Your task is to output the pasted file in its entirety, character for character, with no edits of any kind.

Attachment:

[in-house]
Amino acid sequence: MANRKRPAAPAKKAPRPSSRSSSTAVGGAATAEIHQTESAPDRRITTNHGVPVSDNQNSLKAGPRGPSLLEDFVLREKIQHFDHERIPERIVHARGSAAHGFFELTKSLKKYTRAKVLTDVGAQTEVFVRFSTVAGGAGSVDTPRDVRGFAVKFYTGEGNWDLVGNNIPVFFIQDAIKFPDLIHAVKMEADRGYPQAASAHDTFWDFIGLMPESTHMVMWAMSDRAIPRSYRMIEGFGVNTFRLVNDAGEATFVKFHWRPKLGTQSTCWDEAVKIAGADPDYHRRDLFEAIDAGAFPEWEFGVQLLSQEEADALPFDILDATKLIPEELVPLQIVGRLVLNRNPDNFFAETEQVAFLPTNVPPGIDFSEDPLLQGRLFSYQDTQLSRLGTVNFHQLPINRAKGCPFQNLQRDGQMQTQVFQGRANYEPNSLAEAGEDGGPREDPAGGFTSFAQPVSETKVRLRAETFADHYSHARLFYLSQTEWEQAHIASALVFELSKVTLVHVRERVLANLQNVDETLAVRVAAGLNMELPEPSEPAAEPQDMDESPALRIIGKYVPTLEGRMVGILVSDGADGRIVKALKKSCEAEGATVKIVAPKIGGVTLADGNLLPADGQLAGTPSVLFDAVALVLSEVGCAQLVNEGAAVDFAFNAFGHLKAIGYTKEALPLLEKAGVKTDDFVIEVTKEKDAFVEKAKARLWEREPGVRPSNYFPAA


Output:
[in-house]
Amino acid sequence: MANRKRPAAPAKKAPRPSSRSSSTAVGGAATAEIHQTESAPDRRITTNHGVPVSDNQNSLKAGPRGPSLLEDFVLREKIQHFDHERIPERIVHARGSAAHGFFELTKSLKKYTRAKVLTDVGAQTEVFVRFSTVAGGAGSVDTPRDVRGFAVKFYTGEGNWDLVGNNIPVFFIQDAIKFPDLIHAVKMEADRGYPQAASAHDTFWDFIGLMPESTHMVMWAMSDRAIPRSYRMIEGFGVNTFRLVNDAGEATFVKFHWRPKLGTQSTCWDEAVKIAGADPDYHRRDLFEAIDAGAFPEWEFGVQLLSQEEADALPFDILDATKLIPEELVPLQIVGRLVLNRNPDNFFAETEQVAFLPTNVPPGIDFSEDPLLQGRLFSYQDTQLSRLGTVNFHQLPINRAKGCPFQNLQRDGQMQTQVFQGRANYEPNSLAEAGEDGGPREDPAGGFTSFAQPVSETKVRLRAETFADHYSHARLFYLSQTEWEQAHIASALVFELSKVTLVHVRERVLANLQNVDETLAVRVAAGLNMELPEPSEPAAEPQDMDESPALRIIGKYVPTLEGRMVGILVSDGADGRIVKALKKSCEAEGATVKIVAPKIGGVTLADGNLLPADGQLAGTPSVLFDAVALVLSEVGCAQLVNEGAAVDFAFNAFGHLKAIGYTKEALPLLEKAGVKTDDFVIEVTKEKDAFVEKAKARLWEREPGVRPSNYFPAA